• Armiel Chandler

Culture Spotlight Featuring Stanley Asiegbulem


Born in Lagos, Nigeria, Stanley emigrated to the US at age 10 and is currently based in NYC. He studied directing at Emerson College where he discovered his penchant for narrative, character-driven storytelling. Stanley directed the music video, “American Legend” which was an official selection at the Hip Hop Film Festival in 2018. His most recent film, “The True Ones” a narrative short, is set to premiere this festival season.


Tell us about your experience at the Hip Hop Film Festival? My time at the hip hop film festival was uplifting. I was just about to move to NYC right when my work was selected and it was the first festival that I attended in the city. There was also something about Harlem as the setting that really resonated. The filmmakers there all seemed to be really supportive of one another and that’s always nice to see in an industry that’s otherwise very competitive.

Why are stories from the culture important? With the rhetoric of the festival being that selections are in some way rooted in the culture of Hip Hop, it was interesting to see how that translated across the board. Seeing stories like these that are from the culture are essential in keeping the culture in momentum because they are told in varying formats ie; music videos, film, musicals, one-man-shows, etc. This diversifying of the cultural expression is ultimately what I think art should do within any cultural landscape, but in the context of Hip Hop, in particular, it emphasizes its versatility.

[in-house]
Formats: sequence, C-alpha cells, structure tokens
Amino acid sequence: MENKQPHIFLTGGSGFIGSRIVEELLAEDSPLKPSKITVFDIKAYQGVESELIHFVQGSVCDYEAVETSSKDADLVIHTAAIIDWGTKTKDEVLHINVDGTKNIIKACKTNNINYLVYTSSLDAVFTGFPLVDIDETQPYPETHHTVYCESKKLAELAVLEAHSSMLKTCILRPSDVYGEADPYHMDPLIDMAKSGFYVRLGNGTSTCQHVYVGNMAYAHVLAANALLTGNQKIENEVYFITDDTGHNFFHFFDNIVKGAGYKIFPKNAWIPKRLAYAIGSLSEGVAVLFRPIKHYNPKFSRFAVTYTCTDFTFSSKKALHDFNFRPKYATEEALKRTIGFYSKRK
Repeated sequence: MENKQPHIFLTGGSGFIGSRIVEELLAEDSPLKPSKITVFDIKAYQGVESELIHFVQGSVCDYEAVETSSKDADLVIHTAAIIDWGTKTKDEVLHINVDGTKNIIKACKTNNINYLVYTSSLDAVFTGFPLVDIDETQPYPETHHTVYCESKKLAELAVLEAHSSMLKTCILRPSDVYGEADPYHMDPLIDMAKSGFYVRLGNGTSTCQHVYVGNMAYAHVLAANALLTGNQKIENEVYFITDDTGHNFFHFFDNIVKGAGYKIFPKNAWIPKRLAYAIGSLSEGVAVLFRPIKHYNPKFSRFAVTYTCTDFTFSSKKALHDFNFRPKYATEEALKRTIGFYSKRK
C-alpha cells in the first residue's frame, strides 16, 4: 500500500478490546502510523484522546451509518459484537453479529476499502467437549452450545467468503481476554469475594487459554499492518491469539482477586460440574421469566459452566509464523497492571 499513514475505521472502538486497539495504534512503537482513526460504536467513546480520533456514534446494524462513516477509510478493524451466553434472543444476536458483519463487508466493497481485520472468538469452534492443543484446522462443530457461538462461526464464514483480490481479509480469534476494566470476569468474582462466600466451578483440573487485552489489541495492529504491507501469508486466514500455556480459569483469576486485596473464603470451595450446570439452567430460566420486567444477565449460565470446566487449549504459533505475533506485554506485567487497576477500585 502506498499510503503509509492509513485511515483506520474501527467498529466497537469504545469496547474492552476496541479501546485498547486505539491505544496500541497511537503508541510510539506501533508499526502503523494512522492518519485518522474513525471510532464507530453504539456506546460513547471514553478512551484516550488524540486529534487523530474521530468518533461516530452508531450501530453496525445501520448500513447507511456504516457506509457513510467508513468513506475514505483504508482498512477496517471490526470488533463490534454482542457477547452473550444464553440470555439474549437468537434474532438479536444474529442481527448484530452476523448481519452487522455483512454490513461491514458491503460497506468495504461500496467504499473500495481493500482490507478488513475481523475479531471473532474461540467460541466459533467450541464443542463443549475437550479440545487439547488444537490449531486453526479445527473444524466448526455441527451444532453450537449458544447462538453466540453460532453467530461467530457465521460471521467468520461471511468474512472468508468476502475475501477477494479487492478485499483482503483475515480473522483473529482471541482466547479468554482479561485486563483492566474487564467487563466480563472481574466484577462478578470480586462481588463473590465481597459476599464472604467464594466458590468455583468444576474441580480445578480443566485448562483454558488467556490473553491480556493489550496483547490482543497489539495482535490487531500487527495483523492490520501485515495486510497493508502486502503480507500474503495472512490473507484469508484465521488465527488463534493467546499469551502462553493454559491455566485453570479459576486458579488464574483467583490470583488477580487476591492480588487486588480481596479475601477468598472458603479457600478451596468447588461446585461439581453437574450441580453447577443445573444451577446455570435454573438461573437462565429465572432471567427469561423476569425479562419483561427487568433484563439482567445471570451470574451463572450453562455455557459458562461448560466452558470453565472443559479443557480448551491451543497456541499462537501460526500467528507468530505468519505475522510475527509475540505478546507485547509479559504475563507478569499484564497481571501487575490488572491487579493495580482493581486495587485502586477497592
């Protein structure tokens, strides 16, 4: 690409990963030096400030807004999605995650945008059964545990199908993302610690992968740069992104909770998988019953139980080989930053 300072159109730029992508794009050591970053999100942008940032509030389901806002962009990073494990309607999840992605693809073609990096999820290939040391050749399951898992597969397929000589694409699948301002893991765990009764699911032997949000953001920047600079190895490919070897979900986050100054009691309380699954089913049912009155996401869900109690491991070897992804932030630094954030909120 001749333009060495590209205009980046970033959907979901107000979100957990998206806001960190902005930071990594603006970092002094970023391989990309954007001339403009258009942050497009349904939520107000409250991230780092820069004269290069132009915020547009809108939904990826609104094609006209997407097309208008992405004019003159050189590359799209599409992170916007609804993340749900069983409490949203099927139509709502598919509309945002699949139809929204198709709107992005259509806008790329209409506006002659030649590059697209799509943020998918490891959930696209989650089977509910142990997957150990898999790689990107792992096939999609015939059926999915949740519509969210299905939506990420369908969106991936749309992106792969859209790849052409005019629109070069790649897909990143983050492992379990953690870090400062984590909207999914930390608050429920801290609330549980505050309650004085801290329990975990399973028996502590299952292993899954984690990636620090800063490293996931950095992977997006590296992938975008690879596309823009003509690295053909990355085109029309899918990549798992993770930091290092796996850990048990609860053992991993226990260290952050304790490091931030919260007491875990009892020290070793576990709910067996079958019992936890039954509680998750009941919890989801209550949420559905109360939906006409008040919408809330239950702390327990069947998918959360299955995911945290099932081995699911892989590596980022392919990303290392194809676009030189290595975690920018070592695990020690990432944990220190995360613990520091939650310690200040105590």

What projects are you working on now? Currently, I’m in the early stages of writing a feature about the world ending and this being a non-event. I’m finding that there’s so much to explore there within a literal cataclysmic thing happening and this is met with responses outside the norm. In a way, the characters in this story confront this not with hysteria or anarchy but with a resigned acceptance of their transience. There’s a lot of reconciliation and waxing existentialism. It’s somewhat of a magical reality. I also think in many ways it’s satirical of present society and our disposition towards the impending climate disaster. I’m in the -throwing paint at walls- phase, and more and more the whole thing is becoming less nebulous


Why do you think the Harlem film house and Hip Hop Film Festival is important? Cinema and visual art, in general, require exhibition. If there’s no platform to exhibit, there’s no art. The Harlem film house and Hip Hop Film Festival provides a platform for curators to showcase their work, specifically work that lends itself to the culture of Hip Hop and to my knowledge that’s a scarce outlet.

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